|Hylidae has been listed as a level-4 vital article in Science, Biology. If you can improve it, please do. This article has been rated as Start-Class.|
|WikiProject Amphibians and Reptiles||(Rated Start-class, High-importance)|
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I do not like the idea of combining Hyla and Hylidae. There are hundreds of species of tree frogs which are not Hyla. It would completely exclude all the Australasian tree frogs, as well as countless others. Look under the taxonomy tag, you would be excluding all of those frogs, as they are not Hyla. The similarity in names, does not mean they are the same things. LiquidGhoul
I agree. Wiki-style is one article of the family and one of genus. Isfisk 10:33, 21 October 2005 (UTC)
- Yes, the merge would not be appropriate, so I removed the merge tags. Gdr 16:44, 22 October 2005 (UTC)
Could someone please fix the formatting on this page. There is a large gap caused by the red eyed tree frog photo. I have tried, however my WikiMedia editing skills are not the greatest. Thanks --liquidGhoul 13:42, 25 October 2005 (UTC)
- OK, I fixed it.
- There are some browser compatibility issues with image formatting. Sometimes images that look fine in Internet Explorer overlap the text in Firefox and Opera, but if the same images are aligned to be viewable in Firefox/Opera, they create gaps in text in IE. I don't know about anyone else, but I prefer not to have the text overlapped - even if theres a few ugly gaps. Maybe someone has a magical way of fixing it though, I've run into it on a few other pages as well. -Dawson 23:35, 23 February 2006 (UTC)
Some tree frogs lay behind unfertilised eggs as food for the tadpoles, which has become so dependent on these eggs that they can't survive without them. I am just curious; are these eggs different from the fertilised eggs in more ways than just not being fertilised? Are they more nutritious or have more yolk or something?
- They probably are not different in those repsects. -Pgan002 03:08, 5 February 2007 (UTC)
- Can you provide a reference for the statement that many tree frogs lay unfertilized eggs as food for their tadpoles? -Pgan002 03:08, 5 February 2007 (UTC)
- I think he/she has confused poison dart frogs for tree frogs. --liquidGhoul 06:10, 5 February 2007 (UTC)
126.96.36.199 (talk) 15:10, 4 March 2008 (UTC) Thanks for telling us that tree frogs are arboreal. For I while I was worried they might live on the ocean floor or something. 188.8.131.52 (talk) 15:10, 4 March 2008 (UTC)
I've added a lot of new genera. The research leading to this can be find here:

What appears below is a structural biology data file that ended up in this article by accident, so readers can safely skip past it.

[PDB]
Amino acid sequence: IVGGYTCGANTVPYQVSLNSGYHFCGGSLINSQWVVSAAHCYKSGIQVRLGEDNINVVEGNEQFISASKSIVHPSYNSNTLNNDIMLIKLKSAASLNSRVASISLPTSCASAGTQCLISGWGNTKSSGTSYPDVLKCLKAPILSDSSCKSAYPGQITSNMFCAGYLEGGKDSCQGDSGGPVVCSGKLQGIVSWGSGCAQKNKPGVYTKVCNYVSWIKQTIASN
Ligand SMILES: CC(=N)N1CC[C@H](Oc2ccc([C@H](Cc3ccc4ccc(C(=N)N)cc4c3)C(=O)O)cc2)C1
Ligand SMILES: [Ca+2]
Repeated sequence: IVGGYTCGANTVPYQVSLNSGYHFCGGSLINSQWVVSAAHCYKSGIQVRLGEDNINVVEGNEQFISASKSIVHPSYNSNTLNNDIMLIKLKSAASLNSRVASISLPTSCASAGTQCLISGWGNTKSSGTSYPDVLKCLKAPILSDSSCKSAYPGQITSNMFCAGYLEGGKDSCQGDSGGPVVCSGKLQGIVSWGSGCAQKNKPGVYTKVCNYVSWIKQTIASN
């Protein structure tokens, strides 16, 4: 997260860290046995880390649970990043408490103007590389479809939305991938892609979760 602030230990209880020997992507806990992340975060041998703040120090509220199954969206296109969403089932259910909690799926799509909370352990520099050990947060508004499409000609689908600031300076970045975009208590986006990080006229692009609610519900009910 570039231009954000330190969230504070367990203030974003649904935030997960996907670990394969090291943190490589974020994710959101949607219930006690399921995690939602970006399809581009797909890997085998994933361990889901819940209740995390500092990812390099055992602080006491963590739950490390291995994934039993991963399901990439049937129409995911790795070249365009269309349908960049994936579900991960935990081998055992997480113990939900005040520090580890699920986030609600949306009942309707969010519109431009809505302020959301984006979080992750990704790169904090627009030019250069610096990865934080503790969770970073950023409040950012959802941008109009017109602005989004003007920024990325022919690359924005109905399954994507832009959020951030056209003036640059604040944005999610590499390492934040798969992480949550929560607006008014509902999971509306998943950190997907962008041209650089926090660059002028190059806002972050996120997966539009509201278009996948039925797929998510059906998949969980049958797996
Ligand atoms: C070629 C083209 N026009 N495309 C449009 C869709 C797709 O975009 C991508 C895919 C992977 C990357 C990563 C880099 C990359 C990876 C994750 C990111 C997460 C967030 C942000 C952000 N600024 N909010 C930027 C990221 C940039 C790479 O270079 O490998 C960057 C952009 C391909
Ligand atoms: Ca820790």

I've added details about the family Rhacophoridae which are usually considered treefrogs together with the Hylidae. Is there some reason for having excluded them? Otherwise the distribution map should be altered to include them. Paul venter 20:08, 18 February 2007 (UTC)
- They have their own article. Tree frog is most common for Hylids. It is useful to include in the article that the common name is shared with a few other families, but since this is the most common usage of it, it has the article name. --liquidGhoul 20:28, 18 February 2007 (UTC)
- I've altered the distribution map as well, but if the consensus is that this article should only deal with the Hylidae, then it will just have to be reverted. Paul venter 21:25, 18 February 2007 (UTC)
When we get more information for this page the pictures will be cleaned up right? Just wondering -- IvanTortuga 19:07, 28 July 2007 (UTC)
This page needs a really staggering amount of work. My question is exactly what is it supposed to be describing? Frogs of certain genera? Arboreal frogs? Frogs with adhesive toe pads? Frogs with intercalary cartilage? Frogs popularly referred to as treefrogs? My suggestion is that it should be an overview of what constitutes a "treefrog" in popular usage, and then link to some typical species, and most/all genera which have species that fall into that definition.
There's a lot of work needed here. Names like "changeable tree toad" are badly out of date; just for entertainment value, google for that: You'll get 10 hits, several of them this article or forks of it. Now try "gray treefrog". Over 50,000 hits. And some of what's in here, such as "The European tree frogs such as Hyla arborea are common in the middle and south of North America", is flat-out wrong (Hyla arboria, as one will see from following its link in the article, does not occur in North America at all, and there are several northern species of treefrog, such as Pseudacris crucifer and Pseudacris regilla, which are common well into Canada).
I don't have the time to work on this, but someone really needs to. It needs a rewrite for clarity, modern taxonomy, etc., and it needs major fact-checking, such as what I just pointed out with regard to Hyla arborea. I'm tagging it accordingly. Worldwalker (talk) 03:18, 2 January 2008 (UTC)
The smallest frog in the world was about 0.4 inches. Some frogs can stretch there feet so there whole body is 3 times bigger than before —Preceding unsigned comment added by 184.108.40.206 (talk) 15:30, 29 May 2008 (UTC)
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